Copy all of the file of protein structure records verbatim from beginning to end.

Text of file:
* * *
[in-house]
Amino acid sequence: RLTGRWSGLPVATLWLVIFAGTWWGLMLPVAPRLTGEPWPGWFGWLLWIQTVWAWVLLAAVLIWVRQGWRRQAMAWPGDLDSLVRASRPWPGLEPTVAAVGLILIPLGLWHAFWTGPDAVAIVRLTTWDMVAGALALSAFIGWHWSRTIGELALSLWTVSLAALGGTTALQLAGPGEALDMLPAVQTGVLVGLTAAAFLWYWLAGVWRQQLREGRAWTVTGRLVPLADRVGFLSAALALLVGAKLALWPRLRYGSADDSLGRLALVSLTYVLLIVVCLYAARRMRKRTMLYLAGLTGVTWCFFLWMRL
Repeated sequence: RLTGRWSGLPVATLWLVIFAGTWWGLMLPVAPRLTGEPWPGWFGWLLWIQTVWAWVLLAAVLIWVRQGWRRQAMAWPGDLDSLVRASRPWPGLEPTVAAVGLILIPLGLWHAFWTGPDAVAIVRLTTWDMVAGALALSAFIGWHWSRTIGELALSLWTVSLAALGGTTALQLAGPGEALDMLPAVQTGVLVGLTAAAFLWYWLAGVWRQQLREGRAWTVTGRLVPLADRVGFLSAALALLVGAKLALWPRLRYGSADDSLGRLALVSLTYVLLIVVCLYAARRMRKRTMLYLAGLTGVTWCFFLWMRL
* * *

[in-house]
Amino acid sequence: RLTGRWSGLPVATLWLVIFAGTWWGLMLPVAPRLTGEPWPGWFGWLLWIQTVWAWVLLAAVLIWVRQGWRRQAMAWPGDLDSLVRASRPWPGLEPTVAAVGLILIPLGLWHAFWTGPDAVAIVRLTTWDMVAGALALSAFIGWHWSRTIGELALSLWTVSLAALGGTTALQLAGPGEALDMLPAVQTGVLVGLTAAAFLWYWLAGVWRQQLREGRAWTVTGRLVPLADRVGFLSAALALLVGAKLALWPRLRYGSADDSLGRLALVSLTYVLLIVVCLYAARRMRKRTMLYLAGLTGVTWCFFLWMRL
Repeated sequence: RLTGRWSGLPVATLWLVIFAGTWWGLMLPVAPRLTGEPWPGWFGWLLWIQTVWAWVLLAAVLIWVRQGWRRQAMAWPGDLDSLVRASRPWPGLEPTVAAVGLILIPLGLWHAFWTGPDAVAIVRLTTWDMVAGALALSAFIGWHWSRTIGELALSLWTVSLAALGGTTALQLAGPGEALDMLPAVQTGVLVGLTAAAFLWYWLAGVWRQQLREGRAWTVTGRLVPLADRVGFLSAALALLVGAKLALWPRLRYGSADDSLGRLALVSLTYVLLIVVCLYAARRMRKRTMLYLAGLTGVTWCFFLWMRL